to the Nothing's Shocking cover, which features two naked ladies, and removed it.
The band quickly reposted the image, albeit an edited version with Facebook logos covering the girls' modesties, along with a post that said:
In 1988, nine of the 11 leading record chains refused to carry Nothing's Shocking because of its cover. (In 2011, Facebook joined them.)
Visits to any site that has Facebook features such as 'like buttons' will be recorded on your own page unless you take positive action to turn it off, somewhere in the complex labyrinth of Facebook options.
Fake names are the latest ruse among teenagers who wish to get around monitoring by parents and schools
Are you a parent who keeps an eye on who posts what on your child's Facebook account? Perhaps you know their password and sneak a look at their messages from time to time? You may even enjoy the trusted privilege of being a friend
Whatever the situation, social networking sites are a source of anxiety for parents, and now the latest trend will only add to their alarm. Children are staying way ahead of attempts by parents and schools to police their online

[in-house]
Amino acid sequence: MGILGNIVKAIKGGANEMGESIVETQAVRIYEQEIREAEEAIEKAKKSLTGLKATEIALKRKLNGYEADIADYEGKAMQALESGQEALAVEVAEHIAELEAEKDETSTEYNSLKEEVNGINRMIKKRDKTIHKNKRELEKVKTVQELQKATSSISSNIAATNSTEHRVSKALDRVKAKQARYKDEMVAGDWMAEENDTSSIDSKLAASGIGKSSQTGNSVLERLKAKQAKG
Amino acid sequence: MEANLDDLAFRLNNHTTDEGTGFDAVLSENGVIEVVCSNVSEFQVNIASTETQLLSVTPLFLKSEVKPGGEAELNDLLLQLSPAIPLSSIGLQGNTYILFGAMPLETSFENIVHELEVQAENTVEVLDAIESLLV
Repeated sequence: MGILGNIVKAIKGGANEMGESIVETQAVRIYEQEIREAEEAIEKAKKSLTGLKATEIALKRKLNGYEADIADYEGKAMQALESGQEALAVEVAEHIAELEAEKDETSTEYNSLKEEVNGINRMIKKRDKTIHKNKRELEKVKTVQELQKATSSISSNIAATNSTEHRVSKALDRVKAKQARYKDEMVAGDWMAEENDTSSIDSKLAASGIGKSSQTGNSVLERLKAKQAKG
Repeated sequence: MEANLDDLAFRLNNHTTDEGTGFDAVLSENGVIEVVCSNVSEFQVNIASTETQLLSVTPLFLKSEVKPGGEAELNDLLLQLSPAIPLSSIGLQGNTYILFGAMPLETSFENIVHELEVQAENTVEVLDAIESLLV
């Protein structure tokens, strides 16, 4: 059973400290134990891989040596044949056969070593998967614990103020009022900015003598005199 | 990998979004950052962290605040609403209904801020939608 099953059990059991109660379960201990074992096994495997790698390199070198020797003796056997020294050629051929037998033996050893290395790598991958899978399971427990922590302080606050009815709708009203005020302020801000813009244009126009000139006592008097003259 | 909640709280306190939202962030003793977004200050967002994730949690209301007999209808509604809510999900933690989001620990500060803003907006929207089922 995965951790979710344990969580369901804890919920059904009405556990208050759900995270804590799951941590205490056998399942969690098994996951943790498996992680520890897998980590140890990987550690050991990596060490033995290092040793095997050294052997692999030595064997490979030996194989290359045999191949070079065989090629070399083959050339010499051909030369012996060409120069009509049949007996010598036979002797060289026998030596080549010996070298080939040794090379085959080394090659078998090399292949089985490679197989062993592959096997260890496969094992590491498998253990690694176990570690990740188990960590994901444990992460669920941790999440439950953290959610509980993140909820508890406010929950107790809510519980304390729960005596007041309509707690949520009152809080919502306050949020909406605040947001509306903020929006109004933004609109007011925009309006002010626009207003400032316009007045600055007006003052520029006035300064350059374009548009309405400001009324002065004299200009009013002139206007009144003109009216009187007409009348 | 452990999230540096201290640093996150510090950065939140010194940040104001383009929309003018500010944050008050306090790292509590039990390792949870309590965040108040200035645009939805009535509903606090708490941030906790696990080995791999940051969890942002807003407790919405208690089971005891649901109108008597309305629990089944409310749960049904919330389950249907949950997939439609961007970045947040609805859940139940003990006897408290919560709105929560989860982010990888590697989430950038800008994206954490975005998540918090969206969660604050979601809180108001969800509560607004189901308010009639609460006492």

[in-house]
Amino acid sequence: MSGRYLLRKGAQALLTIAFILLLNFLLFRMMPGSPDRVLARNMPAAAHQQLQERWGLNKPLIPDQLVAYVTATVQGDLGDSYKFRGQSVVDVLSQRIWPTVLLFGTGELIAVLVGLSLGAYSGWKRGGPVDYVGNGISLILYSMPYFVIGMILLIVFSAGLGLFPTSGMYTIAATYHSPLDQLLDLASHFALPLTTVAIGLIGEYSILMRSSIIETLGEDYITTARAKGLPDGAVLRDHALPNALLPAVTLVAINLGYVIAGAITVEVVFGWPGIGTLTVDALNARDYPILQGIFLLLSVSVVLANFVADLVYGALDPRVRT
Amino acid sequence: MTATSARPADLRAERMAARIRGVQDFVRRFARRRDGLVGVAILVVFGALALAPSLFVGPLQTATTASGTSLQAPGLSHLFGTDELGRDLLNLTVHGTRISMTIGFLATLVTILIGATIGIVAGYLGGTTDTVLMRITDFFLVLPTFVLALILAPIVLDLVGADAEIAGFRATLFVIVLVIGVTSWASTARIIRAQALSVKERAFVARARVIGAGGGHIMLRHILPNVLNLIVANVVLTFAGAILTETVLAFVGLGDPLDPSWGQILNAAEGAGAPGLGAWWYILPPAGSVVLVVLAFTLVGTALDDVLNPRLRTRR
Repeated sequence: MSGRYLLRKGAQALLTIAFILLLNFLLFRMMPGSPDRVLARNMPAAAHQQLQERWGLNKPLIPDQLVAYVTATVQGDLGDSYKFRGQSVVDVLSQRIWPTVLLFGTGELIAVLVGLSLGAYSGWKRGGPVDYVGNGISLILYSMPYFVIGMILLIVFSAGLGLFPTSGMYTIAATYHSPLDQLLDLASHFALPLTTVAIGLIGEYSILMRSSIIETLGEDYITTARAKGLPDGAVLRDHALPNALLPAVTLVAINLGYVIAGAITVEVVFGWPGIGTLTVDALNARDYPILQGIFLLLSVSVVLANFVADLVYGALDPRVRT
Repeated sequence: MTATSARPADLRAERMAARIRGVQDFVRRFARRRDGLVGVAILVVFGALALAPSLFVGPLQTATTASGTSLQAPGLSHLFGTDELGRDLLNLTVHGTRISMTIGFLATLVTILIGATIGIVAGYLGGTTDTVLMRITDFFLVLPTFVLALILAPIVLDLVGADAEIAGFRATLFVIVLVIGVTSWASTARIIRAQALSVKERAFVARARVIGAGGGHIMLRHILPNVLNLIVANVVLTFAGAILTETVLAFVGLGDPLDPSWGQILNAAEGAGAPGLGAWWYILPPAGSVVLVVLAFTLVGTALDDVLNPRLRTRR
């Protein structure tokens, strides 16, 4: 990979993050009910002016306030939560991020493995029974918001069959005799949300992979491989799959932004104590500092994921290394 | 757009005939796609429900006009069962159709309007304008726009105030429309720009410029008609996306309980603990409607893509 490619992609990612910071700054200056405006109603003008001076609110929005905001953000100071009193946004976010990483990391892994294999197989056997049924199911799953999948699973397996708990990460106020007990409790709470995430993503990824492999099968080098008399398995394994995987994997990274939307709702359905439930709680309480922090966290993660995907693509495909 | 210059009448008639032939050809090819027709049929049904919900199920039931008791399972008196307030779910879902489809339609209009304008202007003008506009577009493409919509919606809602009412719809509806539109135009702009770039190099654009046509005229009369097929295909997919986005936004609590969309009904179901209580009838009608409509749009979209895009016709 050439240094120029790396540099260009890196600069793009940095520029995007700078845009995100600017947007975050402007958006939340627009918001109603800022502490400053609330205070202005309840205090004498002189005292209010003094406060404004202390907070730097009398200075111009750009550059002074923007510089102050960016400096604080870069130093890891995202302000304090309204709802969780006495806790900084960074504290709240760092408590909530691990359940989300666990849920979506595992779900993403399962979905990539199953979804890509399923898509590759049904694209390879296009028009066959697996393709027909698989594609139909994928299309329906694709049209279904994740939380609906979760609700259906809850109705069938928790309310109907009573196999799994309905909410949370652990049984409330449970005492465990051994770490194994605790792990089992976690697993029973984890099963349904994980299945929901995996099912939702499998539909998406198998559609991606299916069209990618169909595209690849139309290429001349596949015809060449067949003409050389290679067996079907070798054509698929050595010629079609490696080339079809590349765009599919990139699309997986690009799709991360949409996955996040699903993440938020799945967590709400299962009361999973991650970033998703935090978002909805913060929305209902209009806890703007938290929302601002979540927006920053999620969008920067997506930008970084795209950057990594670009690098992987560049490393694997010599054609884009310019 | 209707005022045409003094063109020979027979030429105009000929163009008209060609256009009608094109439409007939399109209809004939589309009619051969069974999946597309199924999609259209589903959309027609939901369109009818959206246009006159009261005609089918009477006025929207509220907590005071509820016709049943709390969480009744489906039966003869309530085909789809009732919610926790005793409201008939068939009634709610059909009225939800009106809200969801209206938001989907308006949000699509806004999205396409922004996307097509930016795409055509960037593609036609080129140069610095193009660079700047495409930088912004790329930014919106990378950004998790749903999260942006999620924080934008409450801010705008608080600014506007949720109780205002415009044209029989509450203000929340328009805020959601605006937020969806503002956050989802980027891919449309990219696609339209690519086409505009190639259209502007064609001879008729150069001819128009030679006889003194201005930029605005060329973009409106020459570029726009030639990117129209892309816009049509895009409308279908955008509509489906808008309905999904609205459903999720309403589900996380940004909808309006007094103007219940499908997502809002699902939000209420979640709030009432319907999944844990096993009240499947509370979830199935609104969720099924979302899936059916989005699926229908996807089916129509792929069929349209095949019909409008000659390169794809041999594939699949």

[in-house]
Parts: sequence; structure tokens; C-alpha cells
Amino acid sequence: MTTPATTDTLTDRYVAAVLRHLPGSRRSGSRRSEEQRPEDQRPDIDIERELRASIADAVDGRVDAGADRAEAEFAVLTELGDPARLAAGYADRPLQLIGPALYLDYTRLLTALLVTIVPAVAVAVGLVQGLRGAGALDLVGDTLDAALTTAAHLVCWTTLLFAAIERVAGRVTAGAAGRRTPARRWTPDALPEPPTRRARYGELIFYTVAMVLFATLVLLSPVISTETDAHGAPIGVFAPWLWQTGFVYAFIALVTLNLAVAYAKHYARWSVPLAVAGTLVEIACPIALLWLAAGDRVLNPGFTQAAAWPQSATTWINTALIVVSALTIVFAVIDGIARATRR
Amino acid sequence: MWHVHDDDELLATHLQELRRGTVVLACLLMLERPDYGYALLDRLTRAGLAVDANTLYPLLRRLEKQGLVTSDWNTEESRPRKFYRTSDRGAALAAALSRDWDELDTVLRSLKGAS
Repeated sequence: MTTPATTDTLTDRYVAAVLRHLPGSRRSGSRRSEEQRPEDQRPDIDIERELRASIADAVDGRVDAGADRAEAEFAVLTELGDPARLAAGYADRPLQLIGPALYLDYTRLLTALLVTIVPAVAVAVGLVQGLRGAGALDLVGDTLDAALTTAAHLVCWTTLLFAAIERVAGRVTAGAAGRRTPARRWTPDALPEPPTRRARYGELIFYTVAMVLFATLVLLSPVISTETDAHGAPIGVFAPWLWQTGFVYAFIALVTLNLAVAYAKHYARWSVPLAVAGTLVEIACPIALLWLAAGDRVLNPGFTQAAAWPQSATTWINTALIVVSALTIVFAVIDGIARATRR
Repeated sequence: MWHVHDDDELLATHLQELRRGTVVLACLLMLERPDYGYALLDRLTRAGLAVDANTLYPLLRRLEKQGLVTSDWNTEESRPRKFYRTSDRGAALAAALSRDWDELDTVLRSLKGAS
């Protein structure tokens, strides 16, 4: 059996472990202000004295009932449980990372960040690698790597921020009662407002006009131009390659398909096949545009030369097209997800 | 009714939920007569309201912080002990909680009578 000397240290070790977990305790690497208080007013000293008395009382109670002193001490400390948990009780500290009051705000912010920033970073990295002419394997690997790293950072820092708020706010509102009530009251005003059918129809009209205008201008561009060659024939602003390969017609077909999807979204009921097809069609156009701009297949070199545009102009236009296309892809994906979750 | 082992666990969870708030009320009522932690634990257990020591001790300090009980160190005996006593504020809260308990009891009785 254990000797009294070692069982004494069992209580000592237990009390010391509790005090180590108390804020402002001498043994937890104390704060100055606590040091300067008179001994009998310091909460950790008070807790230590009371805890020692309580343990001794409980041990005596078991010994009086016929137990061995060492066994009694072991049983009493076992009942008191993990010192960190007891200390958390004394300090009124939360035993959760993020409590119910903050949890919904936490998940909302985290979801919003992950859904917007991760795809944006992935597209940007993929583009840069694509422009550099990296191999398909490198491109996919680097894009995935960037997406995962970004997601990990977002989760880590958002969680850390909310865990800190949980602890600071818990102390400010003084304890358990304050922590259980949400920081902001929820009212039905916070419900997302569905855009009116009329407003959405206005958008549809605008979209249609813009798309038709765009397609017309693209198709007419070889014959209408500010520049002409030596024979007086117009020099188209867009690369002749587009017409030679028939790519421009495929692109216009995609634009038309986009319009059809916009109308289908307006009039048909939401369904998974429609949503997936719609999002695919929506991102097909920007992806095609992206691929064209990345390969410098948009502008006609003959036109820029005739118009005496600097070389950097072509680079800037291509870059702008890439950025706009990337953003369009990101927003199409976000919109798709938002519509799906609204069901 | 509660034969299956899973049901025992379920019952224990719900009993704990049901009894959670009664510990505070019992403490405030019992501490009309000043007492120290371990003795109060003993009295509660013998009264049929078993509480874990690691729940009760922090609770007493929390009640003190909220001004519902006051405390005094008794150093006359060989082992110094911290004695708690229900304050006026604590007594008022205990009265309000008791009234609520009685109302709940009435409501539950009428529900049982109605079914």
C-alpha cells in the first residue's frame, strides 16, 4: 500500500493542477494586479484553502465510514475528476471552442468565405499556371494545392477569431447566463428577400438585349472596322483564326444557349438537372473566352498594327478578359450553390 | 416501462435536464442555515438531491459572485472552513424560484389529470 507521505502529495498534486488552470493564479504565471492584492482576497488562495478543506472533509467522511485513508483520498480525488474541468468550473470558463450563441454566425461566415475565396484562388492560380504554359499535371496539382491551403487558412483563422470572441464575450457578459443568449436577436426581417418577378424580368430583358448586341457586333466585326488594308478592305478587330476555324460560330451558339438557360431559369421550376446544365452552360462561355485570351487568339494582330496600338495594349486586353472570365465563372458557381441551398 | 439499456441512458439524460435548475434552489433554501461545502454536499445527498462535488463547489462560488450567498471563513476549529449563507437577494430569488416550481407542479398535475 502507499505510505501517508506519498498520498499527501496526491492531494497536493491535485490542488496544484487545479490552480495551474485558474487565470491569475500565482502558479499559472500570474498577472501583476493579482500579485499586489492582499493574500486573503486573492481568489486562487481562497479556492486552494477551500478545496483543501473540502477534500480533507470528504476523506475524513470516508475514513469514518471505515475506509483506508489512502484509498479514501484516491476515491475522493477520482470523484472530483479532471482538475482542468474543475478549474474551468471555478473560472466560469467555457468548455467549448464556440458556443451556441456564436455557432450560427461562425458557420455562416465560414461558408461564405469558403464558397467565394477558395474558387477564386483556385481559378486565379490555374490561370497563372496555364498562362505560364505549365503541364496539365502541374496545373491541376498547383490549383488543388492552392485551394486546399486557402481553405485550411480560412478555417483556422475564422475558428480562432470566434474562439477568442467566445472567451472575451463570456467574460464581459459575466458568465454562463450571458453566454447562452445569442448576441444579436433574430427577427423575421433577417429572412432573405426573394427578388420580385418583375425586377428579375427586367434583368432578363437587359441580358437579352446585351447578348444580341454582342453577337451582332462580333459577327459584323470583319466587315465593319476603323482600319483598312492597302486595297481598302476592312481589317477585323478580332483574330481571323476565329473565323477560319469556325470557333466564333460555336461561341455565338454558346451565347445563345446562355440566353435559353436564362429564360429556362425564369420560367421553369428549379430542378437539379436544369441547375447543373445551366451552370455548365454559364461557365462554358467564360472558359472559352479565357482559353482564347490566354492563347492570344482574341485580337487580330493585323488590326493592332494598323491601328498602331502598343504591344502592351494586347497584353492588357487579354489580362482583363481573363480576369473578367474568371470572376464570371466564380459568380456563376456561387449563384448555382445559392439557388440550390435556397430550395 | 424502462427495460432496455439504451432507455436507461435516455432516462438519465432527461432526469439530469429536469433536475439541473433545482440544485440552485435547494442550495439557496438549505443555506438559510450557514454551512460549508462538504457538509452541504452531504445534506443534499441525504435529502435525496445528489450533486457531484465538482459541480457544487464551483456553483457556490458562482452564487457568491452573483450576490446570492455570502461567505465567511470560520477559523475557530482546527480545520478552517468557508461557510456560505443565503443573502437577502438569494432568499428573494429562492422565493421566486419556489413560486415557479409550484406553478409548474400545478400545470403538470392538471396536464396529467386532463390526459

activity And the latest ruse is a secret, fake-name Facebook account.
Some kids will have two or even three, says Dr Barbie Clarke, of the youth research agency Family Kids and Youth, who monitors online trends among schoolchildren in the UK.
Their habits change and we're seeing them progress from the obvious lie about their age -- allowing them to use Facebook in the first place -- to this second or third identity. It's usually driven by Mum picking up on something
from their page and raising it with them. They want privacy and they want a secret world. She is very relaxed about Facebook use by children, saying she thinks they are generally more sensible and supportive of each other than
they get credit for. A second identity can be used for nastiness, to anonymously bully, but generally it's about secrecy -- like a secret diary, or dialogue they can have away from parents and other family members.